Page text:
Prudential Standing and the Dormant Commerce Clause: Why the 'Zone of Interests' Test Should Not Apply to Constitutional Cases
In a unique decision, the Fifth Circuit in National Solid Waste Management Ass'n v. Pine Belt Regional Solid Waste Management Authority (NSWMA) used the prudential zone of interests standing test to bar the plaintiffs, who met constitutional standing requirements, from filing a facial, per se challenge under the dormant Commerce Clause. Six Mississippi counties and cities that are members of the Pine Belt Regional Solid Waste Management Authority (the Authority) had enacted flow control ordinances that required all solid waste collected in their six jurisdictions be sent to the Authority's facilities, and, thus, prohibited the export of waste to alternative, cheaper in-state or out-of-state sites. Under the dormant Commerce Clause, the Supreme Court had invalidated as facially discriminatory a similar flow control ordinance requiring all local waste be processed by a government-approved processor. This Article will demonstrate that applying the murky zone of interests standing test to the ill-defined dormant Commerce Clause doctrine is counterproductive. In general, courts should require Commerce Clause plaintiffs and most other constitutional litigants to show only that they have constitutional standing without the additional hurdle of meeting the zone of interests standing test. Following the spirit of Clarke v. Securities Industry Ass'n, courts should recognize that intrastate waste carriers harmed by a discriminatory ordinance that discriminates against both intrastate and interstate commerce are usually reliable plaintiffs that may raise dormant Commerce Clause challenges. If it abolishes the zone of interests test for constitutional cases, the Court's Article III standing requirements are sufficiently restrictive to prevent frivolous constitutional suits, and courts could still apply other prudential limitations to standing.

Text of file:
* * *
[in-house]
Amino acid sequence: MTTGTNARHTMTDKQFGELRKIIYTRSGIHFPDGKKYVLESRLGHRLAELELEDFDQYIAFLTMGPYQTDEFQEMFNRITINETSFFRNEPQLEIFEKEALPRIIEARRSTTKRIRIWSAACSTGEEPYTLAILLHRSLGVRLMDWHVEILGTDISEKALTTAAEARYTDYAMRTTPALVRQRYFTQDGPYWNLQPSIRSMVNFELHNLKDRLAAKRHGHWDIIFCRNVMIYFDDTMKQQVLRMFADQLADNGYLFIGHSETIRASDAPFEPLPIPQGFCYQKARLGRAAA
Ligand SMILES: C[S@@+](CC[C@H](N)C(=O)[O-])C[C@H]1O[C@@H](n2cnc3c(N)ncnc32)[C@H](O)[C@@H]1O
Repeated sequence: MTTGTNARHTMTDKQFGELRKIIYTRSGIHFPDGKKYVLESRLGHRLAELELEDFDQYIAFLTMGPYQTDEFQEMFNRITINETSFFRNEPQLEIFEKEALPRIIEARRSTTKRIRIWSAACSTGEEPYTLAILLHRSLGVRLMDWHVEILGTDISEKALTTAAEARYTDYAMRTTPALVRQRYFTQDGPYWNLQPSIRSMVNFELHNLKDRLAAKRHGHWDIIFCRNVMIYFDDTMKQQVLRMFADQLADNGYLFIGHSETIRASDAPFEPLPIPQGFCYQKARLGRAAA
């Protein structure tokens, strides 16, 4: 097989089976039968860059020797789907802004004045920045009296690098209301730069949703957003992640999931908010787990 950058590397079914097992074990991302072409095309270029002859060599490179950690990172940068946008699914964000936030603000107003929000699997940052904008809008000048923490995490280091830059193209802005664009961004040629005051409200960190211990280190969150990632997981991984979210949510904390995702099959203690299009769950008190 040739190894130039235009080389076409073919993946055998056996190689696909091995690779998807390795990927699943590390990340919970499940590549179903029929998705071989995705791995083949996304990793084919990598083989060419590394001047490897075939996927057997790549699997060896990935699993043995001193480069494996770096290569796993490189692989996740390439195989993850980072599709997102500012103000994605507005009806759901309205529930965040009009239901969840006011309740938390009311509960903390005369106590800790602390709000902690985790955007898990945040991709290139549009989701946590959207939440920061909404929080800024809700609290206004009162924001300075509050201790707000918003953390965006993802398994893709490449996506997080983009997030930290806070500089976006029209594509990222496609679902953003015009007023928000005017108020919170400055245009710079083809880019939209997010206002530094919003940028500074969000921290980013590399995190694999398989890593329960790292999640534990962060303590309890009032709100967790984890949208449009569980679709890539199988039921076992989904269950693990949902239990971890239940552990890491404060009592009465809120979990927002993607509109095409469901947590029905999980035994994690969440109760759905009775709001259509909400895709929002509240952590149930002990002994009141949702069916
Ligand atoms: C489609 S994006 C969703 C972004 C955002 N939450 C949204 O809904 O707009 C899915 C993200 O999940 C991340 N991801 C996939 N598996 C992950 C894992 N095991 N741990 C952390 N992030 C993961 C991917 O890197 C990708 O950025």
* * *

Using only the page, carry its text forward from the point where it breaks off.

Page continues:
Mank, Bradford, "Prudential Standing and the Dormant Commerce Clause: Why the 'Zone of Interests' Test Should Not Apply to Constitutional Cases" (2006). Faculty Articles and Other Publications. 136.